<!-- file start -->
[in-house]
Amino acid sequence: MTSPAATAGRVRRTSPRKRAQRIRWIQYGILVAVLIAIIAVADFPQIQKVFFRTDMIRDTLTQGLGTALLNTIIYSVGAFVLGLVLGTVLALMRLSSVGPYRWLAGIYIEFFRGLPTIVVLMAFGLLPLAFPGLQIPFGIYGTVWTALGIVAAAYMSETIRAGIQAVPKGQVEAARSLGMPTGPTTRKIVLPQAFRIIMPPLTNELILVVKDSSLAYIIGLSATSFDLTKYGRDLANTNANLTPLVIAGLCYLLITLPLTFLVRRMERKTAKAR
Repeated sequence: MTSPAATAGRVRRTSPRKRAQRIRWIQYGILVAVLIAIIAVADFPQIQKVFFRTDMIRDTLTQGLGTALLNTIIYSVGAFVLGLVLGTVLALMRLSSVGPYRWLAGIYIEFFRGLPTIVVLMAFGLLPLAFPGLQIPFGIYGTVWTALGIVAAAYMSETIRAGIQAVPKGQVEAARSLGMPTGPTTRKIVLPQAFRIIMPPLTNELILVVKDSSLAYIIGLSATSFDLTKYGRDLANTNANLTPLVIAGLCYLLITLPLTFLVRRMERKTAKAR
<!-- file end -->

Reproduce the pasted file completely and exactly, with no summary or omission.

[in-house]
Amino acid sequence: MTSPAATAGRVRRTSPRKRAQRIRWIQYGILVAVLIAIIAVADFPQIQKVFFRTDMIRDTLTQGLGTALLNTIIYSVGAFVLGLVLGTVLALMRLSSVGPYRWLAGIYIEFFRGLPTIVVLMAFGLLPLAFPGLQIPFGIYGTVWTALGIVAAAYMSETIRAGIQAVPKGQVEAARSLGMPTGPTTRKIVLPQAFRIIMPPLTNELILVVKDSSLAYIIGLSATSFDLTKYGRDLANTNANLTPLVIAGLCYLLITLPLTFLVRRMERKTAKAR
Repeated sequence: MTSPAATAGRVRRTSPRKRAQRIRWIQYGILVAVLIAIIAVADFPQIQKVFFRTDMIRDTLTQGLGTALLNTIIYSVGAFVLGLVLGTVLALMRLSSVGPYRWLAGIYIEFFRGLPTIVVLMAFGLLPLAFPGLQIPFGIYGTVWTALGIVAAAYMSETIRAGIQAVPKGQVEAARSLGMPTGPTTRKIVLPQAFRIIMPPLTNELILVVKDSSLAYIIGLSATSFDLTKYGRDLANTNANLTPLVIAGLCYLLITLPLTFLVRRMERKTAKAR